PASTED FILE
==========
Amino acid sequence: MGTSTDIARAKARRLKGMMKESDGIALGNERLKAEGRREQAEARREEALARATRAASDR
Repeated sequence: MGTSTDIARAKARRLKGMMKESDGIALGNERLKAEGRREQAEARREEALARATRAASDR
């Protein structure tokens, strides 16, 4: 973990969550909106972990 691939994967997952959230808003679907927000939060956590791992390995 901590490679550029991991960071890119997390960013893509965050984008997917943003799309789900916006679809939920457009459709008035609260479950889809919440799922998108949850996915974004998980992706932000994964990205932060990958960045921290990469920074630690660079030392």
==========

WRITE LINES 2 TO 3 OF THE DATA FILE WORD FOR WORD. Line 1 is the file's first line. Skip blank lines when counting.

Repeated sequence: MGTSTDIARAKARRLKGMMKESDGIALGNERLKAEGRREQAEARREEALARATRAASDR
């Protein structure tokens, strides 16, 4: 973990969550909106972990 691939994967997952959230808003679907927000939060956590791992390995 901590490679550029991991960071890119997390960013893509965050984008997917943003799309789900916006679809939920457009459709008035609260479950889809919440799922998108949850996915974004998980992706932000994964990205932060990958960045921290990469920074630690660079030392």